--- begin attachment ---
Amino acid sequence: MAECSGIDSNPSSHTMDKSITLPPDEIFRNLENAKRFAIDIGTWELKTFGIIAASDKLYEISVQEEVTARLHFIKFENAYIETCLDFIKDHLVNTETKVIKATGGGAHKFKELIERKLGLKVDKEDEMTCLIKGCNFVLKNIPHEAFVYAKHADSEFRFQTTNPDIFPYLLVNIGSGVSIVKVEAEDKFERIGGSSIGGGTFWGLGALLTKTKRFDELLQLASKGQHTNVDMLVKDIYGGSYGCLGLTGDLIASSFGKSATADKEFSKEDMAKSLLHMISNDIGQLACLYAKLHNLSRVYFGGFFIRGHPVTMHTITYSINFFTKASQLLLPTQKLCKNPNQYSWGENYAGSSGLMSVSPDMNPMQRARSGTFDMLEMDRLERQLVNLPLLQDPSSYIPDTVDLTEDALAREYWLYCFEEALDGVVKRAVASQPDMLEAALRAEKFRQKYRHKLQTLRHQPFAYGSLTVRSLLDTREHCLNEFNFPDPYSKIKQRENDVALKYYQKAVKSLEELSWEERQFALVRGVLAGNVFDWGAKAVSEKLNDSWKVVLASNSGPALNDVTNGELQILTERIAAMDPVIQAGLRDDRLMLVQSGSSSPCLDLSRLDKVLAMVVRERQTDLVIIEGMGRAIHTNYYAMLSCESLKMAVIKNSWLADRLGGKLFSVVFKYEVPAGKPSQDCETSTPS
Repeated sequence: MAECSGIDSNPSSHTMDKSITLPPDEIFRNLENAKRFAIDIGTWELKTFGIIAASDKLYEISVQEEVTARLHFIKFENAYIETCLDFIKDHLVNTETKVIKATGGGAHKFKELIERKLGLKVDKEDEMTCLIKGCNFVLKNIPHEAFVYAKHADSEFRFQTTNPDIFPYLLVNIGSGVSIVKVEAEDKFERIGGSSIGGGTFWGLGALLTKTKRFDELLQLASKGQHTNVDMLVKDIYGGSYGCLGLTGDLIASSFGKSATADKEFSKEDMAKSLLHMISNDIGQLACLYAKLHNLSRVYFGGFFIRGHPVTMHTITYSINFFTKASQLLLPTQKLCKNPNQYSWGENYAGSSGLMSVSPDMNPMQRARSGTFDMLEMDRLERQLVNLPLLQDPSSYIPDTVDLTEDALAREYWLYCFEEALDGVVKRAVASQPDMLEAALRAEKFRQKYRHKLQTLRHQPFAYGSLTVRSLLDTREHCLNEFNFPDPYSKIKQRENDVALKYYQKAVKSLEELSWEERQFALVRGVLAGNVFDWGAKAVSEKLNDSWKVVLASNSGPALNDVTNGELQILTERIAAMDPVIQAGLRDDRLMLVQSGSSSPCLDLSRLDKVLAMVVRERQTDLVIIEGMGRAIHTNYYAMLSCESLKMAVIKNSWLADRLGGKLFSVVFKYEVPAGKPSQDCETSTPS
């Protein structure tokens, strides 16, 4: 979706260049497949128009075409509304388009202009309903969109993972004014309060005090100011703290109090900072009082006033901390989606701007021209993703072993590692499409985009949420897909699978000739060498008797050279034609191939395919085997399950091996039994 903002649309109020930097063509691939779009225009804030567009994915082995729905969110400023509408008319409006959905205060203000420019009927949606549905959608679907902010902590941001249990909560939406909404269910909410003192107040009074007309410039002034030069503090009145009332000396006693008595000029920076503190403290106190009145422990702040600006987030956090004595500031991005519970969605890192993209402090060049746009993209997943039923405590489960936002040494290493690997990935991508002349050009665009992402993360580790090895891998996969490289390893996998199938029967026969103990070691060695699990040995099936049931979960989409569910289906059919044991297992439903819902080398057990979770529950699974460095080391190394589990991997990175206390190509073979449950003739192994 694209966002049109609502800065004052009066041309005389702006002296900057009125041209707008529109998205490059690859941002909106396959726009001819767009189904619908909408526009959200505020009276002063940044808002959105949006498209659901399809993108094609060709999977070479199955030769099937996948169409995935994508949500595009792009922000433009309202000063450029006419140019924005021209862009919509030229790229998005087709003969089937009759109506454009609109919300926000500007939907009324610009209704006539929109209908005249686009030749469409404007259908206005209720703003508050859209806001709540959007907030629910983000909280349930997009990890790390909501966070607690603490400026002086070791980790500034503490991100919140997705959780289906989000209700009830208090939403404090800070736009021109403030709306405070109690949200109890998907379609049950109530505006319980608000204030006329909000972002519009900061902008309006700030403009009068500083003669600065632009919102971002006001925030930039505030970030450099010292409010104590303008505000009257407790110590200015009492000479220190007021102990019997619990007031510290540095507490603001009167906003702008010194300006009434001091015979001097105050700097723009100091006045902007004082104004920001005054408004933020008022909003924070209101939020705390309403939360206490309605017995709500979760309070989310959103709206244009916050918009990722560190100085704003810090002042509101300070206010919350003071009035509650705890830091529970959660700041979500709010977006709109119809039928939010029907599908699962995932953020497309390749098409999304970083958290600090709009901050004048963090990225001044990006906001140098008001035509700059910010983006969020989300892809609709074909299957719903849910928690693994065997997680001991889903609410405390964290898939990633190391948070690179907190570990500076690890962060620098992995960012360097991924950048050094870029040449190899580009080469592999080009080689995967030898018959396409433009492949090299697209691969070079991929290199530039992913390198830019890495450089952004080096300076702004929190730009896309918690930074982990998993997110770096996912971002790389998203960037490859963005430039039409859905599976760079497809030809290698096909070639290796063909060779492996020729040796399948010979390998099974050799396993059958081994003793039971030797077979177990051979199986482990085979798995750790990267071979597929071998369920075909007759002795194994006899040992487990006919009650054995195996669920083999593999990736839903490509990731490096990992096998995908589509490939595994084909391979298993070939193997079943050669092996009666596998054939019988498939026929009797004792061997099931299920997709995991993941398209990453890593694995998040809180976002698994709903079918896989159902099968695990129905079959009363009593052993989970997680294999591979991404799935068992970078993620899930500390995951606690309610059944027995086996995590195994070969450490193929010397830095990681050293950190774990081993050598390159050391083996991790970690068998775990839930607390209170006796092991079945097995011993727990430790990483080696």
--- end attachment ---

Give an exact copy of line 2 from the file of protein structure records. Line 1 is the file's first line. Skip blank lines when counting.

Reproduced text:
Repeated sequence: MAECSGIDSNPSSHTMDKSITLPPDEIFRNLENAKRFAIDIGTWELKTFGIIAASDKLYEISVQEEVTARLHFIKFENAYIETCLDFIKDHLVNTETKVIKATGGGAHKFKELIERKLGLKVDKEDEMTCLIKGCNFVLKNIPHEAFVYAKHADSEFRFQTTNPDIFPYLLVNIGSGVSIVKVEAEDKFERIGGSSIGGGTFWGLGALLTKTKRFDELLQLASKGQHTNVDMLVKDIYGGSYGCLGLTGDLIASSFGKSATADKEFSKEDMAKSLLHMISNDIGQLACLYAKLHNLSRVYFGGFFIRGHPVTMHTITYSINFFTKASQLLLPTQKLCKNPNQYSWGENYAGSSGLMSVSPDMNPMQRARSGTFDMLEMDRLERQLVNLPLLQDPSSYIPDTVDLTEDALAREYWLYCFEEALDGVVKRAVASQPDMLEAALRAEKFRQKYRHKLQTLRHQPFAYGSLTVRSLLDTREHCLNEFNFPDPYSKIKQRENDVALKYYQKAVKSLEELSWEERQFALVRGVLAGNVFDWGAKAVSEKLNDSWKVVLASNSGPALNDVTNGELQILTERIAAMDPVIQAGLRDDRLMLVQSGSSSPCLDLSRLDKVLAMVVRERQTDLVIIEGMGRAIHTNYYAMLSCESLKMAVIKNSWLADRLGGKLFSVVFKYEVPAGKPSQDCETSTPS